BWW Reviews: Public Works' THE WINTER'S TALE Enchants at Delacorte
The phrase "community theatre" rarely inspires such vibrant dramatics and joyful pageantry as when the Public Theater's Public Works program takes the Delacorte stage.
Its recently completed second annual production, a three-night run of a colorful and festive adaptation of Shakespeare's The Winter's Tale, spectacularly fulfilled the noble mission of last year's premiere effort, The Tempest; to present free Shakespeare productions where the diverse population of New York City could see a company of actors that looked like the diverse population of New York City.
Once again led by the creative team of director/conceiver Lear deBessonet, composer/lyricist Todd Almond and choreographer Chase Brock, the mission was accomplished by a company of over 200 performers, only a handful of who were members of Actors' Equity. The rest were members of an assortment of New York based arts groups, making cameo appearances, and everyday New Yorkers from all five boroughs who are clients of five local community organizations: The Brownsville Recreation Center, The Children's Aid Society, Domestic Workers United, The Dreamyard Project and The Fortune Society.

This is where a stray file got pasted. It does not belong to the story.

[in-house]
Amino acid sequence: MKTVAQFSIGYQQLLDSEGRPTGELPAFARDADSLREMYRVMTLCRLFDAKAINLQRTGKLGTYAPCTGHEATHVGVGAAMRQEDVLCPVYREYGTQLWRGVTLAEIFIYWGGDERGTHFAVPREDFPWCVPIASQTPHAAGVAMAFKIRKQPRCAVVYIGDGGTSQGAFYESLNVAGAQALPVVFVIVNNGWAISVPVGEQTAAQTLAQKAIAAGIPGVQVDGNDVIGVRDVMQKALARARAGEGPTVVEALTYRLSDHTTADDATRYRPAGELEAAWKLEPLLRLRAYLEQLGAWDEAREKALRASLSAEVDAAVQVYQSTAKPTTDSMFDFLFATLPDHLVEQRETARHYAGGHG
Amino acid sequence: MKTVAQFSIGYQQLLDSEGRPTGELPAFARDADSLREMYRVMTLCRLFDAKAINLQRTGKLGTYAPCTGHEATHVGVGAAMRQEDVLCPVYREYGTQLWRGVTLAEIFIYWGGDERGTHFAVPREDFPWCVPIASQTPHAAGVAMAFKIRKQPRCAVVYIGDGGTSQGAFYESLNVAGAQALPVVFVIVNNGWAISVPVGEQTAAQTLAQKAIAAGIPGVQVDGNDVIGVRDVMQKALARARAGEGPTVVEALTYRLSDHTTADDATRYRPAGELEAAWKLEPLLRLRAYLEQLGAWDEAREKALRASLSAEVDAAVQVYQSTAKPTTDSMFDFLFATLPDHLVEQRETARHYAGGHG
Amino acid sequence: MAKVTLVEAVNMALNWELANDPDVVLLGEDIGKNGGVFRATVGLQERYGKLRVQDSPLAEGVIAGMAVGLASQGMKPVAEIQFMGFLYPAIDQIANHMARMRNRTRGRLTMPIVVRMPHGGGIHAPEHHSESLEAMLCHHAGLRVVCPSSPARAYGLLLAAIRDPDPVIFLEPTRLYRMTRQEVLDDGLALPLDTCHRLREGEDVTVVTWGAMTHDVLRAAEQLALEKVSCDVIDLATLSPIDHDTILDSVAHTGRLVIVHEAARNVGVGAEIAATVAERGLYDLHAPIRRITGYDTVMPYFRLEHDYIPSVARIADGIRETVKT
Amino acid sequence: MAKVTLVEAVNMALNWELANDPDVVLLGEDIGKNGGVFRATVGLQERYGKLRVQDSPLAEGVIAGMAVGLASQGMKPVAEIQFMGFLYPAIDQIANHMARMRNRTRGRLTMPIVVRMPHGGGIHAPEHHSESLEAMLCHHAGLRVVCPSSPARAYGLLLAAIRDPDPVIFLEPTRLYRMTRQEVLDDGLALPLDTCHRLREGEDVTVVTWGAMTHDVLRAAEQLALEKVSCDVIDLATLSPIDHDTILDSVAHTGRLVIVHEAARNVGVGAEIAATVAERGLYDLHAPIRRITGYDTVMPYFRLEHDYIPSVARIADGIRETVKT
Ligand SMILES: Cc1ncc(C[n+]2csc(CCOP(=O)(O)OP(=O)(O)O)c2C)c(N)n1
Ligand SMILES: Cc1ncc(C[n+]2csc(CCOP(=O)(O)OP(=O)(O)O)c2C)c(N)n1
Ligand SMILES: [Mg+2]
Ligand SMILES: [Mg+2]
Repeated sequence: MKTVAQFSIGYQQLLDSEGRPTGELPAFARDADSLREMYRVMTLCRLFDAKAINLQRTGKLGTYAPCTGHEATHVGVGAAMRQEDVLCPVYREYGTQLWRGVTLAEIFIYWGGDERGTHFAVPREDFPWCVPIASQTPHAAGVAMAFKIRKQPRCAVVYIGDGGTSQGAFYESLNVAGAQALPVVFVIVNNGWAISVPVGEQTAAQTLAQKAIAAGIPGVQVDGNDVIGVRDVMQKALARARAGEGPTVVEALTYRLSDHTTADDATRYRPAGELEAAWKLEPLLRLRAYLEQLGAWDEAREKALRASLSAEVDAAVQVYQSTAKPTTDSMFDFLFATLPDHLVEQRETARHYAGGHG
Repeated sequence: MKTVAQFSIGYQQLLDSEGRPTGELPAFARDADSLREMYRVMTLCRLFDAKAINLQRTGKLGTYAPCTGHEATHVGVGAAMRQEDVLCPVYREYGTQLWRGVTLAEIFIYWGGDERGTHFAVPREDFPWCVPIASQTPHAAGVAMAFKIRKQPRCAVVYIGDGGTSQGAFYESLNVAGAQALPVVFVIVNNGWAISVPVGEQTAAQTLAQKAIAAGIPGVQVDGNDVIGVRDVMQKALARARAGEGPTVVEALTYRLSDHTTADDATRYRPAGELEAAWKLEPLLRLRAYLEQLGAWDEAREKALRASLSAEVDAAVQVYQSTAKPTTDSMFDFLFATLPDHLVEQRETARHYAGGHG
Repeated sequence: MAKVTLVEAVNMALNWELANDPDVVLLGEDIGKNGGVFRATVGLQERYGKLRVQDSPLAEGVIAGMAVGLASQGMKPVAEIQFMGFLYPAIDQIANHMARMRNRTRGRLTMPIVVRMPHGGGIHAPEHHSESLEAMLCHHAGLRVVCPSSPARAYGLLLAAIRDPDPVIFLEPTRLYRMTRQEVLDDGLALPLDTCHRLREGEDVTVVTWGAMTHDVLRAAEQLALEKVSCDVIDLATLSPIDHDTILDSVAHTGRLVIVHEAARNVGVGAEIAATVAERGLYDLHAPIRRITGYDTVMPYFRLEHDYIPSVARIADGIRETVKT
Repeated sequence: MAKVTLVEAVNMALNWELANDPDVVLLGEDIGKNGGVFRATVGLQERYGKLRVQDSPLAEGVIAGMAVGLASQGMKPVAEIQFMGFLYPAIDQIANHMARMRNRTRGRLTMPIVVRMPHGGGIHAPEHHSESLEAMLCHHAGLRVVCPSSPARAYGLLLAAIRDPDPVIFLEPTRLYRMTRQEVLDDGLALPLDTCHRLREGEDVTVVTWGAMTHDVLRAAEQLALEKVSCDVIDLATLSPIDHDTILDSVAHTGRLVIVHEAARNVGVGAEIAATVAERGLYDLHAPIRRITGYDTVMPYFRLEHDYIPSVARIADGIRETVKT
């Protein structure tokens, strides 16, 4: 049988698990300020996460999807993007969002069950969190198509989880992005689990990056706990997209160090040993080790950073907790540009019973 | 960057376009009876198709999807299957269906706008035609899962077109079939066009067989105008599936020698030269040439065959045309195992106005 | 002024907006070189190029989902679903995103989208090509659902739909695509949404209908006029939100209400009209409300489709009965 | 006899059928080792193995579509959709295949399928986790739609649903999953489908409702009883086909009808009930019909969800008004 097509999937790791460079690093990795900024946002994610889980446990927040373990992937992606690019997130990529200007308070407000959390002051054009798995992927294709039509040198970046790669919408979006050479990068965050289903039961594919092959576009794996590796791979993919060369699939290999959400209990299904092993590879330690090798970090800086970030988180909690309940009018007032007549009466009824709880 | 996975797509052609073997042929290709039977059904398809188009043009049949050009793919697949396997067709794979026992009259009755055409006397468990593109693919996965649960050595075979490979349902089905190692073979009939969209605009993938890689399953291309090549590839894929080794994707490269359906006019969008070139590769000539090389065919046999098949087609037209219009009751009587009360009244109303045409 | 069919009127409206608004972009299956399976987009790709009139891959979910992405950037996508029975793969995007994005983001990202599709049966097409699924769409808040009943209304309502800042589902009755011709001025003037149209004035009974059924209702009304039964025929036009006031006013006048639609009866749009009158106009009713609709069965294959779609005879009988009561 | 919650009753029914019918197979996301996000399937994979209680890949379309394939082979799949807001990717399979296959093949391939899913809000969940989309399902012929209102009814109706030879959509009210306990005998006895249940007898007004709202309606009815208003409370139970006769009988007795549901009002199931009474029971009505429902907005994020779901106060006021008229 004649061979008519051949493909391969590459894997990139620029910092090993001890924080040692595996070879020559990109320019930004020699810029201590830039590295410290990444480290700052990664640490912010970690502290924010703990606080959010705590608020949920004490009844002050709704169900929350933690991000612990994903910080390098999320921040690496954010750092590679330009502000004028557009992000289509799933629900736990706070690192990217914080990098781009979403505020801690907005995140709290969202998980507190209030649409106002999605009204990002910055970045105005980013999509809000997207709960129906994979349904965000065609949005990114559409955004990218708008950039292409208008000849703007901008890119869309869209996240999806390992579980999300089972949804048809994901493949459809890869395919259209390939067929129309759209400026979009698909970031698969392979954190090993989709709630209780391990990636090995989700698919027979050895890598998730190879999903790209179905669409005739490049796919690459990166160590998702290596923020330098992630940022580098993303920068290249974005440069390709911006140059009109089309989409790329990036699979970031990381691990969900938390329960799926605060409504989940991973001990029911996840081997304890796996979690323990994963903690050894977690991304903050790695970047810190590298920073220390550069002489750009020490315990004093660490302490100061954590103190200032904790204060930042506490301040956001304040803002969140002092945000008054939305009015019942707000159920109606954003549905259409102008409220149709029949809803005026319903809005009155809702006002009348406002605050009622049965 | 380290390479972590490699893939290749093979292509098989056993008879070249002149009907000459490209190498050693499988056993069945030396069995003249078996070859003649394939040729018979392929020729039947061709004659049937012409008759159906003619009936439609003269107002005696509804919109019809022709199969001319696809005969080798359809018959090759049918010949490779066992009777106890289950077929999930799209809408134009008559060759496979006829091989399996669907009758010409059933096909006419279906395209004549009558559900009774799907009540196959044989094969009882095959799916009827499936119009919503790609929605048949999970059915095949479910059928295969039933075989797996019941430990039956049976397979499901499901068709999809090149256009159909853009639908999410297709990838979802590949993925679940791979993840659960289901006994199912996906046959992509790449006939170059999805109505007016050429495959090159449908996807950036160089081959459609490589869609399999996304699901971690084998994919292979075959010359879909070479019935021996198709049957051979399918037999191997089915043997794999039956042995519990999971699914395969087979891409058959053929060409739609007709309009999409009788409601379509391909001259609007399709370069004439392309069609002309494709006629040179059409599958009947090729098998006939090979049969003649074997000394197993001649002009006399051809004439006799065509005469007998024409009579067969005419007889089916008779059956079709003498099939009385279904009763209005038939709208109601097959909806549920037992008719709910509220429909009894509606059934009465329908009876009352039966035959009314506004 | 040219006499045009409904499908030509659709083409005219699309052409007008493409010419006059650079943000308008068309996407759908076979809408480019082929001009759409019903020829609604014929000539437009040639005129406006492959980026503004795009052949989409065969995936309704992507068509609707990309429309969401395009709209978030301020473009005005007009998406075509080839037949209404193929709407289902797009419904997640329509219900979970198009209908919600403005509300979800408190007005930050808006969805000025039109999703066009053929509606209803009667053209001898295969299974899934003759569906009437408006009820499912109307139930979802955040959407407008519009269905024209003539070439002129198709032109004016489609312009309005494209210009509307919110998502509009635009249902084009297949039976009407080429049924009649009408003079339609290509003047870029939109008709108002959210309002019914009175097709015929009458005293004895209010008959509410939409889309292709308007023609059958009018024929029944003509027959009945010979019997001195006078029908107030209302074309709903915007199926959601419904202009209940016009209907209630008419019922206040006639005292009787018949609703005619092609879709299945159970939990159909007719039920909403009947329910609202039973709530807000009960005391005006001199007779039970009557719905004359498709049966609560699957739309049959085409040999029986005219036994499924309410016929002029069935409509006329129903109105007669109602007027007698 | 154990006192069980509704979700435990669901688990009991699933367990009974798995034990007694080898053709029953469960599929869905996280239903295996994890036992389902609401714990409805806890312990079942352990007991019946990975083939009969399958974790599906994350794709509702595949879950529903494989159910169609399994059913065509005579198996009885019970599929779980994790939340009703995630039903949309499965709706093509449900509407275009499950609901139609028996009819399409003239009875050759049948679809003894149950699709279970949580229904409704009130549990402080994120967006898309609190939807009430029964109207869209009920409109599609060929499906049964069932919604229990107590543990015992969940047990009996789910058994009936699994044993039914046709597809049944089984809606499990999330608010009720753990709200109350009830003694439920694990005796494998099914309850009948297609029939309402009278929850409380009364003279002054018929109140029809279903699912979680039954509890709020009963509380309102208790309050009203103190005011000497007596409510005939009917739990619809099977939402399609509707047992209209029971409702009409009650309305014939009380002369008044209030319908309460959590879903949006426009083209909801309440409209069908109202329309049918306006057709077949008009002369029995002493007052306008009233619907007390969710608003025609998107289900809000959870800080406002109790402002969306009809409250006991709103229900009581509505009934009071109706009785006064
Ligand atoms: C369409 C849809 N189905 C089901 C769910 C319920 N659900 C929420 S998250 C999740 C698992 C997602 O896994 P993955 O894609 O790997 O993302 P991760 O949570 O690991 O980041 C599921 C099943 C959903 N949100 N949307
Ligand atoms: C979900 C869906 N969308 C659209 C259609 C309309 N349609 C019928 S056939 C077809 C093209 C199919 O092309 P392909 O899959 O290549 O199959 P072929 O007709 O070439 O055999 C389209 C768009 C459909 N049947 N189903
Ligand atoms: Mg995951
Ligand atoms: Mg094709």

Playing Antigonus, the unfortunate character who falls victim to Shakespeare's most famous stage direction, "Exit, pursued by a bear," Almond opened the evening singing, "This is a tale best told in winter," signaling dancers from New York Theatre Ballet to appear as elegant snowflakes as a choir made up from the ranks of Rosie's Theatre Kids sang atmospheric harmonies.
Familiar Broadway names included Isaiah Johnson as King Leontes of Sicily and Lindsay Mendez as his pregnant wife, Hermione, who he suspects of having an affair with his boyhood pal, Polixenes (community member, Michael Roberts).
Christopher Fitzgerald loaned his manic comic energy to the role of Autolycus, not only pickpocketing wallets and cell phones from audience members but even bantering a bit on stage with Senator Charles Schumer.
Playing loose with the condensed text, spotlighted appearances by the martial artists of Capoeira Luanda, the Dixieland playing Bond Street Theatre's Shinbone Alley Stilt Band, Megha Kalia's NYC Bhangra Dance Company, the Staten Island Lions and the puppet gang from Sesame Street provided an entertaining grab-bag of Gotham's performing arts scene.
But the community of non-professional actors of all ages who sang and danced in crowd scenes was what gave the evening its rapturously thumping heart. Special kudos to Lori Brown-Niang, whose commanding turn as Paulina earned enthused exit applause the night I attended, and young Jennifer Levine, who melted hearts playing Time, wearing a clock nearly as larger as she is while reciting her lengthy monologue.
Oh yes, and the bear really did show up, in the form of Danny Williams in a furry costume. But fortunately a trio of New York City's Urban Park Rangers was on hand to make sure he didn't cause any trouble.